Although advocates are expressing disappointment that the initial Senate bill does not include same-sex couples, the sense of optimism that an inclusive bill will end up on the president’s desk has not been lost on those involved in lobbying efforts.
“The Senate introduction is one stop,” said Carey. “We’ve got a long way to go.”
Multiple sources told Metro Weekly they have received assurances that the Uniting American Families Act (UAFA), which would recognize immigrants in relationships with Americans of the same-sex and grant them various protections, including eligibility for visas, will be tacked onto the immigration bill as an amendment in the Senate Judiciary Committee.
Sen. Patrick Leahy (D-Vt.), the chairman of the Judiciary Committee, recently reintroduced UAFA in the Senate along with Sen. Susan Collins (R-Maine). During a committee hearing in February, Leahy said, “We must also do better by gay and lesbian Americans who face discrimination in our immigration law.”
According to Tiven, she has received “very strong assurances” that Leahy will offer the amendment and the Democrats on the Judiciary Committee will vote for it. “The LGBT community will be watching very, very closely to see whether our friends stand up for our families,” Tiven said. The 844-page “Border Security, Economic Opportunity, and Immigration Modernization Act” will receive its first committee hearing on Friday.
For the Human Rights Campaign, which announced earlier this month that it would make immigration reform an “organization priority,” lobbying efforts have been focused on members of the Judiciary Committee since long before the Senate bill’s introduction. According to HRC spokesman Michael Cole-Schwartz, the organization will be launching an action alert to supporters later this week asking them to urge members of the Judiciary Committee to vote for the anticipated amendment.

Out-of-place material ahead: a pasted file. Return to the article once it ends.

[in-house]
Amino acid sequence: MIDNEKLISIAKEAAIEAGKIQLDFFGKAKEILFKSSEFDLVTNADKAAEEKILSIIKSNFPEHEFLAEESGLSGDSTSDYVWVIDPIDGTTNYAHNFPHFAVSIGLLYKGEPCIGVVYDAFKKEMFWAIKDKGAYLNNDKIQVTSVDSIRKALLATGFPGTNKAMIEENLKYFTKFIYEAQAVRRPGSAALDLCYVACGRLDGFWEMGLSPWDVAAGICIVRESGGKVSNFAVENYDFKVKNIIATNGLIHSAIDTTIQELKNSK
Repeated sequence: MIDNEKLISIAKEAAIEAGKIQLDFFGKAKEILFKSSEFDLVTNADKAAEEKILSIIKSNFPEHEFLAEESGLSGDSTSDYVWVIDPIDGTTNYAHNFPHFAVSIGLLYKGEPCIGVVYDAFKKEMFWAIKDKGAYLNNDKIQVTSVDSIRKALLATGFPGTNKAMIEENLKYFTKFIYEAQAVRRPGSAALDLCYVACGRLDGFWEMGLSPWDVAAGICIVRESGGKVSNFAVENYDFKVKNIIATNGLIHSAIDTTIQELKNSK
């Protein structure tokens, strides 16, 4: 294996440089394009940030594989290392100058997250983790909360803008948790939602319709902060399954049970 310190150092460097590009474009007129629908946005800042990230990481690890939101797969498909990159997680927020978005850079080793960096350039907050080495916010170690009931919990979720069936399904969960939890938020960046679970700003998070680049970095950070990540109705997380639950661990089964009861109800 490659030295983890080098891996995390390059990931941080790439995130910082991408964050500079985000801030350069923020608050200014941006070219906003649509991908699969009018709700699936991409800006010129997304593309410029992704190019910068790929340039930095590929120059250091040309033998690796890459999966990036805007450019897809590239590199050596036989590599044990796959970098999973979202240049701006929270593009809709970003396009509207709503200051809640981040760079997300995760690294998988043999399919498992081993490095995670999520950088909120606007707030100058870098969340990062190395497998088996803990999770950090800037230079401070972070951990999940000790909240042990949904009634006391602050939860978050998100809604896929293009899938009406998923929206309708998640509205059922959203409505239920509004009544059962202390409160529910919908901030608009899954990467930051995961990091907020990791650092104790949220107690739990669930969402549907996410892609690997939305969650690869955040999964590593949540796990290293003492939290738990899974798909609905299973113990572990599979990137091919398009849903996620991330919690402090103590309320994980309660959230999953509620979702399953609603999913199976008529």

The expected amendment will likely be one aspect of many that will ignite months of fierce debate in the Senate over the fragile compromise reached by the group of eight senators after months of meetings behind closed doors. But even if an inclusive immigration bill successfully passes the Senate, it will face what many anticipate will be an even tougher sell in the Republican-controlled House of Representatives.
“You have an anti-gay House leadership that has not been warm to our issues generally,” said Cole-Schwartz. “In the House, the larger piece of comprehensive immigration reform is going to have a rougher time. We’re along in that same boat as the larger issue.”
The recent passage of an LGBT-inclusive Violence Against Women Act (VAWA) is providing advocates with hope that the House will adopt a strong immigration bill that includes protections for same-sex couples. “That is why we feel so strongly that perfecting the bill in the Judiciary Committee and having the Senate send a really good bill, a really strong bill, over to the House is our best shot at wholly inclusive comprehensive immigration reform,” said Tiven. “If the Senate sends them a good bill, the House will adopt a good bill.”
[Photos: Sens. Chuck Schumer (top left), Dick Durbin, Robert Menendez, Michael Bennet, John McCain (bottom left), Jeff Flake, Lindsey Graham, Marco Rubio (Courtesy of the U.S. Senate).]
Read the full Senate bill here: